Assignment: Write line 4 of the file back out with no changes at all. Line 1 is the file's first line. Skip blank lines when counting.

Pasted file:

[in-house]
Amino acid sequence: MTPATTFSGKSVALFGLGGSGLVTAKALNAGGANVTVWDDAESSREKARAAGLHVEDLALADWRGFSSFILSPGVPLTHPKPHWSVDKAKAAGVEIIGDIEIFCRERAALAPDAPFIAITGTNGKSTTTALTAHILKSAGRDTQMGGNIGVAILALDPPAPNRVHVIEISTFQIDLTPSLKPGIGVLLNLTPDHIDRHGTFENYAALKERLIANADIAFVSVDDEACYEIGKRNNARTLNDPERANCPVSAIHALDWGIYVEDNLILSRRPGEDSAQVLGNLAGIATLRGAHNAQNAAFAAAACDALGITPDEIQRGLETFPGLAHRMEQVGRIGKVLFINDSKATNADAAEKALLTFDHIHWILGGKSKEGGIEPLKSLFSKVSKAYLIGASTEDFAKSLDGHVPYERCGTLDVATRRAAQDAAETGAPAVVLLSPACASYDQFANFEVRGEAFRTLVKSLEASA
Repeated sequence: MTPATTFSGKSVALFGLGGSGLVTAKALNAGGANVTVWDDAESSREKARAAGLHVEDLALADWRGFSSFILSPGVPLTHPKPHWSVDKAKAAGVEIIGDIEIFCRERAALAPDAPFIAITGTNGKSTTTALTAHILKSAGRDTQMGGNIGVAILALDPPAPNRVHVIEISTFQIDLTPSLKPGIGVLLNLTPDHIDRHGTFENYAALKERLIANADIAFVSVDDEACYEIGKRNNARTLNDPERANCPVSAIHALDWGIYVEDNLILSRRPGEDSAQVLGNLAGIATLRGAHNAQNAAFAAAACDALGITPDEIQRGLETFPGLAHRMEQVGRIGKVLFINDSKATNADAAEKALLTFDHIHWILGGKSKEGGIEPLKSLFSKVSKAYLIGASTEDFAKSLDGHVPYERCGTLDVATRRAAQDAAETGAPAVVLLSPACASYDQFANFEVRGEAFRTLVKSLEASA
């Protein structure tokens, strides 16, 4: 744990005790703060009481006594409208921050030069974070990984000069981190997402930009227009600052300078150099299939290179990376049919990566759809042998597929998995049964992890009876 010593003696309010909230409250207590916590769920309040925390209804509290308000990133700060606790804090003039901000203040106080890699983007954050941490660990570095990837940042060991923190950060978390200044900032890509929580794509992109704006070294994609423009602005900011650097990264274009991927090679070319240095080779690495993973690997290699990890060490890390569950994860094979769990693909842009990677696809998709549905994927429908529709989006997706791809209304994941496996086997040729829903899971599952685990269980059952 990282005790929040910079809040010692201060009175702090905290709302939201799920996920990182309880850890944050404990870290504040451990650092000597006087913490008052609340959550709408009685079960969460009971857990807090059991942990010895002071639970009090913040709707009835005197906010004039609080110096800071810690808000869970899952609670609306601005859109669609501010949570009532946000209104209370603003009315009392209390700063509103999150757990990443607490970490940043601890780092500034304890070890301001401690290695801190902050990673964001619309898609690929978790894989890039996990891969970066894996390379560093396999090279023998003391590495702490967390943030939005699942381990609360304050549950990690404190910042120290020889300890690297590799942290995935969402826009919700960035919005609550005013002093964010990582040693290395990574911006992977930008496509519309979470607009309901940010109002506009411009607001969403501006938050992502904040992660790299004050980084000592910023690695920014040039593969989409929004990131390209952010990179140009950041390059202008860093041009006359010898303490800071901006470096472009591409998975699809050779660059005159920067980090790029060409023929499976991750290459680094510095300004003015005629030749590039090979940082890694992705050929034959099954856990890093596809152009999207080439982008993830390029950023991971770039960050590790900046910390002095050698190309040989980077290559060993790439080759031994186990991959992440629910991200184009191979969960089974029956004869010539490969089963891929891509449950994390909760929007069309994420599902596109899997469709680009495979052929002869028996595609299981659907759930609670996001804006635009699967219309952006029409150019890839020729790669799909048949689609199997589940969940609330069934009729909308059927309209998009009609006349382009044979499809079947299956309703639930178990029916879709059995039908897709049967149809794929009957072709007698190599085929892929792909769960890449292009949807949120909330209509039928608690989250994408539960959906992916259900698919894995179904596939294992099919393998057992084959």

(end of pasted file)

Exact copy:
């Protein structure tokens, strides 16, 4: 744990005790703060009481006594409208921050030069974070990984000069981190997402930009227009600052300078150099299939290179990376049919990566759809042998597929998995049964992890009876 010593003696309010909230409250207590916590769920309040925390209804509290308000990133700060606790804090003039901000203040106080890699983007954050941490660990570095990837940042060991923190950060978390200044900032890509929580794509992109704006070294994609423009602005900011650097990264274009991927090679070319240095080779690495993973690997290699990890060490890390569950994860094979769990693909842009990677696809998709549905994927429908529709989006997706791809209304994941496996086997040729829903899971599952685990269980059952 990282005790929040910079809040010692201060009175702090905290709302939201799920996920990182309880850890944050404990870290504040451990650092000597006087913490008052609340959550709408009685079960969460009971857990807090059991942990010895002071639970009090913040709707009835005197906010004039609080110096800071810690808000869970899952609670609306601005859109669609501010949570009532946000209104209370603003009315009392209390700063509103999150757990990443607490970490940043601890780092500034304890070890301001401690290695801190902050990673964001619309898609690929978790894989890039996990891969970066894996390379560093396999090279023998003391590495702490967390943030939005699942381990609360304050549950990690404190910042120290020889300890690297590799942290995935969402826009919700960035919005609550005013002093964010990582040693290395990574911006992977930008496509519309979470607009309901940010109002506009411009607001969403501006938050992502904040992660790299004050980084000592910023690695920014040039593969989409929004990131390209952010990179140009950041390059202008860093041009006359010898303490800071901006470096472009591409998975699809050779660059005159920067980090790029060409023929499976991750290459680094510095300004003015005629030749590039090979940082890694992705050929034959099954856990890093596809152009999207080439982008993830390029950023991971770039960050590790900046910390002095050698190309040989980077290559060993790439080759031994186990991959992440629910991200184009191979969960089974029956004869010539490969089963891929891509449950994390909760929007069309994420599902596109899997469709680009495979052929002869028996595609299981659907759930609670996001804006635009699967219309952006029409150019890839020729790669799909048949689609199997589940969940609330069934009729909308059927309209998009009609006349382009044979499809079947299956309703639930178990029916879709059995039908897709049967149809794929009957072709007698190599085929892929792909769960890449292009949807949120909330209509039928608690989250994408539960959906992916259900698919894995179904596939294992099919393998057992084959």